Kat's Money Corner: The price of freedom
Heading into the July 4 holiday, I’m thinking about freedom, and the ways in which our freedoms are threatened.
katWhen most people think about threats to freedom, they may think about politics or ideologies. As far as I’m concerned, though, the single biggest threat to true freedom for most Americans is something very different: debt.
Not the national debt. Household debt.
Think about it: What factor places more constraints on your decisions on where and how to live, work and play than debt? Anytime you feel that you’re doing what you have to do, instead of what you really want to do, chances are it’s in order to “pay the bills.”
Suppose you were debt free. No credit card bills, no mortgage, no car payments, no loans of any kind to repay. What different choices would you make? How different would your life really be? The difference between the live you would lead, and the life you do lead, is the measure of the toll debt takes on your freedom.
For Americans as a group, it’s a big gap. The nation’s revolving debt load – essentially, credit card balances – totaled $825 billion in the fourth quarter of 2010. That’s a lot of plastic shackles on our freedom.
How do you stand as an individual in terms of debt? A good place to start is by calculating your debt-to-income ratio. This online calculator from U.S. News will give you a good estimate; the magazine says that a ratio of 36 percent or less is healthy, while a ratio of 43 percent or higher is looking for trouble.
Another way to analyze your debt is to figure out how long it can take to get out from underneath it. Here’s another calculator, from CNNMoney, that shows how long it will take you to pay off your credit card debt with different monthly payment levels. (Remember, it’s not as simple as dividing the balance by a set amount, thanks to the compound interest that keeps piling up while you have an outstanding balance.)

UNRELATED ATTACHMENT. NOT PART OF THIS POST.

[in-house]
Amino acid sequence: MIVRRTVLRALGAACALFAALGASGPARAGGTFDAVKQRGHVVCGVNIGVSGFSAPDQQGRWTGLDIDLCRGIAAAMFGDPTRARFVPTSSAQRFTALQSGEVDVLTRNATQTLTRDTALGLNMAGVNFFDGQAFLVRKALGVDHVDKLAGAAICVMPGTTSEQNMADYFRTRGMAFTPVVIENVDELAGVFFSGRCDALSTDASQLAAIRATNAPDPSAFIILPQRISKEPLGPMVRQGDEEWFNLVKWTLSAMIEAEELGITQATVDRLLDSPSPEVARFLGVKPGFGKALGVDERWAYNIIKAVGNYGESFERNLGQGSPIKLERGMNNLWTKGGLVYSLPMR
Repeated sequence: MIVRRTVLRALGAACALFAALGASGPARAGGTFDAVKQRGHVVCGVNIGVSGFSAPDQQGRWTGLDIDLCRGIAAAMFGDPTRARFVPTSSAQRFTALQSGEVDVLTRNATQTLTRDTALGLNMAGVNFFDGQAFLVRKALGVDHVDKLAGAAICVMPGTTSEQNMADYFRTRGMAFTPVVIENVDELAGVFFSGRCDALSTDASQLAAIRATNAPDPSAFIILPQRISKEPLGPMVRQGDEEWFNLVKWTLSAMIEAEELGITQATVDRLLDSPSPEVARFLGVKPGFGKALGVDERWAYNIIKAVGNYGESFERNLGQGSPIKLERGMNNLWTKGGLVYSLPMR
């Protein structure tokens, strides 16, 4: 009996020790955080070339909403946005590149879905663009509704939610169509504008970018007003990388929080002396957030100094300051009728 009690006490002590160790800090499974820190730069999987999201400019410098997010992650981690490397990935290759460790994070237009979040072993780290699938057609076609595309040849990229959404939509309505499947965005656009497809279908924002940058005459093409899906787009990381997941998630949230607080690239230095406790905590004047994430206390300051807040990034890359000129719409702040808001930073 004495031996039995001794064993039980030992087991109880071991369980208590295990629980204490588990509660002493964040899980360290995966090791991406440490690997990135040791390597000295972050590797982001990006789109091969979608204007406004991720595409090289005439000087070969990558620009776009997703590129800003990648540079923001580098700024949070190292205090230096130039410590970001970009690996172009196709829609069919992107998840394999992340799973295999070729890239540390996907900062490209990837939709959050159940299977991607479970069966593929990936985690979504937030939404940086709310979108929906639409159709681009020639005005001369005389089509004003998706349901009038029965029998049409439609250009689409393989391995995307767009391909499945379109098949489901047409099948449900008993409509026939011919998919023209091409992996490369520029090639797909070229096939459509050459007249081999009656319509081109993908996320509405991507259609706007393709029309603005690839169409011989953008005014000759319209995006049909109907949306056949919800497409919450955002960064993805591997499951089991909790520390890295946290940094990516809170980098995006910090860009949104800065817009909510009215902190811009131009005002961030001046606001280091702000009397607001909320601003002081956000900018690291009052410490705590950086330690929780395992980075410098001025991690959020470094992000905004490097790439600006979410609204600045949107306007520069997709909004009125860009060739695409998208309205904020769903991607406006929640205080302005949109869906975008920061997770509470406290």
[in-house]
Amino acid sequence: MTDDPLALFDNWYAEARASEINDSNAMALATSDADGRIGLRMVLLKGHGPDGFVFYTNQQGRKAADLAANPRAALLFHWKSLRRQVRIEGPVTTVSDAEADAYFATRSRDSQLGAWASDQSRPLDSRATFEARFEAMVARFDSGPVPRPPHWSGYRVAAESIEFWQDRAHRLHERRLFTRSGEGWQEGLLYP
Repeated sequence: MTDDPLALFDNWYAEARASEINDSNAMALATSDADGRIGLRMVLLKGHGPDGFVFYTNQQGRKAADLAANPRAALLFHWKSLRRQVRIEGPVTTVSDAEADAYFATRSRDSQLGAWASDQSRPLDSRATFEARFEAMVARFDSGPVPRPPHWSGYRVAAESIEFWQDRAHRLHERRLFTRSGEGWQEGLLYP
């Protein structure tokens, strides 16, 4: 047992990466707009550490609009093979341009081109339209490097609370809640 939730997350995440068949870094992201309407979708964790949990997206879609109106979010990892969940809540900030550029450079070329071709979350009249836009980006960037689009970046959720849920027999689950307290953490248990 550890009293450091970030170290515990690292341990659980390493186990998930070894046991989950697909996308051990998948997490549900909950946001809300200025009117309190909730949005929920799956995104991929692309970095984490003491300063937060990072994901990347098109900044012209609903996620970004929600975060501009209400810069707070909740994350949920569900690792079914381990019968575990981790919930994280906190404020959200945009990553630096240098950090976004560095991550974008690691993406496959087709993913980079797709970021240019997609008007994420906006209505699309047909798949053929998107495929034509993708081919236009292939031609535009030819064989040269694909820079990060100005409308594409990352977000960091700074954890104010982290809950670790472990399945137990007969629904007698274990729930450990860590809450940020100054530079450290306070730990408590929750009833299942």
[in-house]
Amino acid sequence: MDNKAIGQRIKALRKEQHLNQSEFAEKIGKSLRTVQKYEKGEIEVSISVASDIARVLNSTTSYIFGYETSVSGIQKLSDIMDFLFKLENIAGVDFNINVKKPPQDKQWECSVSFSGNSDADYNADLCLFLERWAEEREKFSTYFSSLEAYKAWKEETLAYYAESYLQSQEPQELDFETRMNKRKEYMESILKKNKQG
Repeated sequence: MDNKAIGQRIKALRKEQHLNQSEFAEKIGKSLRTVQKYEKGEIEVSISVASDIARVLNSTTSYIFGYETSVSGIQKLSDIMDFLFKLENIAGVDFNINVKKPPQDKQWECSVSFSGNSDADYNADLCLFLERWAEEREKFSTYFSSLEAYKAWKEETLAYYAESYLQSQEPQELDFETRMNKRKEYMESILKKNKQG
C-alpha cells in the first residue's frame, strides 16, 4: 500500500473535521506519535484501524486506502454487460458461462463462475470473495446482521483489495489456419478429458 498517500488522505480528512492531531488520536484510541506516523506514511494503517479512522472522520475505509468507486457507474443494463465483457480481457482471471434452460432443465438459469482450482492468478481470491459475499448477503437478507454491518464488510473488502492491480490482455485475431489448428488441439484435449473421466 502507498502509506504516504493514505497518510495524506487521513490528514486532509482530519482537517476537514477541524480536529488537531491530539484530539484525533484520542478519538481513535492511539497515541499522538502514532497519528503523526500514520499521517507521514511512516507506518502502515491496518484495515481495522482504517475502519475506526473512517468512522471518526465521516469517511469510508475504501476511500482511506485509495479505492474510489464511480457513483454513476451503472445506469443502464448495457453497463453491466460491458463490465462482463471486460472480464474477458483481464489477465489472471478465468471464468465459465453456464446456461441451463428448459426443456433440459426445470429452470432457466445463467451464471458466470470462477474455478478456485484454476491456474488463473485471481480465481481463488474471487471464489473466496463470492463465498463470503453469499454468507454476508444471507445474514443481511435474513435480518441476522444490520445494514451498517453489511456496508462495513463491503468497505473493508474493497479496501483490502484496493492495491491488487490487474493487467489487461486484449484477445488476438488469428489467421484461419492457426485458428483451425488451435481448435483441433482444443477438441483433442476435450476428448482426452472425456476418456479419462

Perhaps the best way to figure out whether your debt load is over the top is by taking a realistic look at how much flexibility you have in your budget, as this Wisebread post explains.
Say you have to deal with an unexpected increase in expenses (a major medical bill or an expensive but necessary home repair), or cut in income. If you can compensate by cutting back on savings or lifestyle spending, or tapping your emergency fund, then you’re OK. If your debt is at the point where such a situation immediately triggers additional debt (such as putting gas and groceries on the credit card) then you are in trouble.
How do you reduce debt and gain freedom? Well, that’s what this blog is about every week. The formula is simple to say, though harder to do: live more frugally, and use the savings to pay down debt at a faster rate.
It’s not easy. It’s not fun. But when you compare it to the sacrifices that so many have made for our freedom throughout this nation’s history – and that brave men and women in uniform continue to make today – it can seem pretty small.
The Money Corner is posted on Dollars & Sense every Tuesday. Kat Hnatyshyn, when not blogging or caring for her newborn, is a manager with CommunityAmerica Credit Union.
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